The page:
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UCL's Stratford Proposition

The London Borough of Newhams Cabinet will this week consider UCLs proposition to develop a university quarter in Stratford on the site of the Carpenters Estate, currently occupied by 318 households. The UCL Urban Laboratory has not been involved in the development of the proposals. However, some staff associated with the Urban Laboratory have had meetings with the team who have developed UCLs vision document, in order to emphasise the need for the estates residents and other community groups to lead discussions regarding the future of their estate and neighbourhood. 

At a public meeting held on the estate on 24 September the Carpenters Joint Residents Steering Group - a body of residents including a mix of tenants, leaseholders and freeholders, with representatives from the Tenant Management Organisation and CARP - voted to adopt a statement which opposes a UCL-led development on the basis of a range of concerns regarding the proposals UCL had at that time presented to them.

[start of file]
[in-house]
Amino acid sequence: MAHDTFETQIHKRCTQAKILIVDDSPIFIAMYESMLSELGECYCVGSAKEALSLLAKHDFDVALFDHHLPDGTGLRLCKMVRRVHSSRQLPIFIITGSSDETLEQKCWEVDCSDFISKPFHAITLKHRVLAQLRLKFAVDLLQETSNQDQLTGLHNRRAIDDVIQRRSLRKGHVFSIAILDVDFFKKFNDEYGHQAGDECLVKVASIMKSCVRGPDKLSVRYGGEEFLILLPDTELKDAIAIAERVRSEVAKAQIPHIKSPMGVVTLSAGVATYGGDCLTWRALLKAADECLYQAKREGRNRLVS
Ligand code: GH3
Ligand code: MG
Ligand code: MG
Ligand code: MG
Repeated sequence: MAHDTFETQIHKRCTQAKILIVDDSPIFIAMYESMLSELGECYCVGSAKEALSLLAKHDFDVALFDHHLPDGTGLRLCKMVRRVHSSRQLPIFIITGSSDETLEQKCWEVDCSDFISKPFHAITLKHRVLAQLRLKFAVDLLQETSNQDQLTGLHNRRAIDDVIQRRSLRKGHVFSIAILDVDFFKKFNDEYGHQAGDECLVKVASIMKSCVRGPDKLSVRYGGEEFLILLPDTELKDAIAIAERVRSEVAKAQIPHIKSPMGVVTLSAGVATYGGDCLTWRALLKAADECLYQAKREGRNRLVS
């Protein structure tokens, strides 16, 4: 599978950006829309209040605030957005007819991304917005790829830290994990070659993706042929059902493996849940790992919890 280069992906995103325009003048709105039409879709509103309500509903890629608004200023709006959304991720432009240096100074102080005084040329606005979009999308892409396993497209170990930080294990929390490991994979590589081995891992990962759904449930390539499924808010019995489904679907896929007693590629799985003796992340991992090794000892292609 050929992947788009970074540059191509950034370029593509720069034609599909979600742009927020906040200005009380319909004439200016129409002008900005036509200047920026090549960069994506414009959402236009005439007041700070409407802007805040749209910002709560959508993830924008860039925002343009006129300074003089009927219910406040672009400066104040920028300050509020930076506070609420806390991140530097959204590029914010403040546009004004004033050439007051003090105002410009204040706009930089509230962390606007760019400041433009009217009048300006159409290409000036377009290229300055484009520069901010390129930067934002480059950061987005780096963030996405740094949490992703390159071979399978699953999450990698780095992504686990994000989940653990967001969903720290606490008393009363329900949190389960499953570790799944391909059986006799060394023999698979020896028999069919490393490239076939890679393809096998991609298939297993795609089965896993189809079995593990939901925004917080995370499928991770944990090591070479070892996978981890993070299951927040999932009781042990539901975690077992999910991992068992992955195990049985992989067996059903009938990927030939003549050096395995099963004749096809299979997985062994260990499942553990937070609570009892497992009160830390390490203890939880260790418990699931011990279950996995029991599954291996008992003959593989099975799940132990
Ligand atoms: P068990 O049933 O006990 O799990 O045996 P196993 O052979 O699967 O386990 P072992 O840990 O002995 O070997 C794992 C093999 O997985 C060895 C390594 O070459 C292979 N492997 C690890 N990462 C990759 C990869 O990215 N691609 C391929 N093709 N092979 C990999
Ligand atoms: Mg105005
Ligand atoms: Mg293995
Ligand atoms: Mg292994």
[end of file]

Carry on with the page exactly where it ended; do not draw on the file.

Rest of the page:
Drawing on the research of scholars connected with the Urban Laboratory, and on evidence from wider urban studies scholarship, we contend that ethical regeneration is only possible if community-led. That would mean, in this case, empowering both the on-site and wider Newham communities, and listening to and responding to residents objections. We strongly urge UCL to undertake such negotiations - as has been agreed by the UCL Council in correspondence with residents.

The wider UCL community has so far not been involved in the decision to pursue this new development. If Newham and UCL decide to proceed to develop the proposals further, an open debate will ensue, and UCL has made a commitment that during this time residents and other community groups, and UCL staff and students, will be able to engage seriously in the discussions regarding a potential UCL-led development. This will provide further opportunities to draw on UCL's wide-ranging world-leading research on housing, regeneration, and community participation in urban development to ensure that any regeneration proposed or undertaken by UCL is ethical and follows sustainable principles. 

Note: A diverse range of UCL staff members and students are associated with the UCL Urban Laboratory. This statement reflects the views of the Urban Laboratory Steering Committee, but individuals may take different standpoints on the UCL Stratford proposals.

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Saturday, 16th February 2019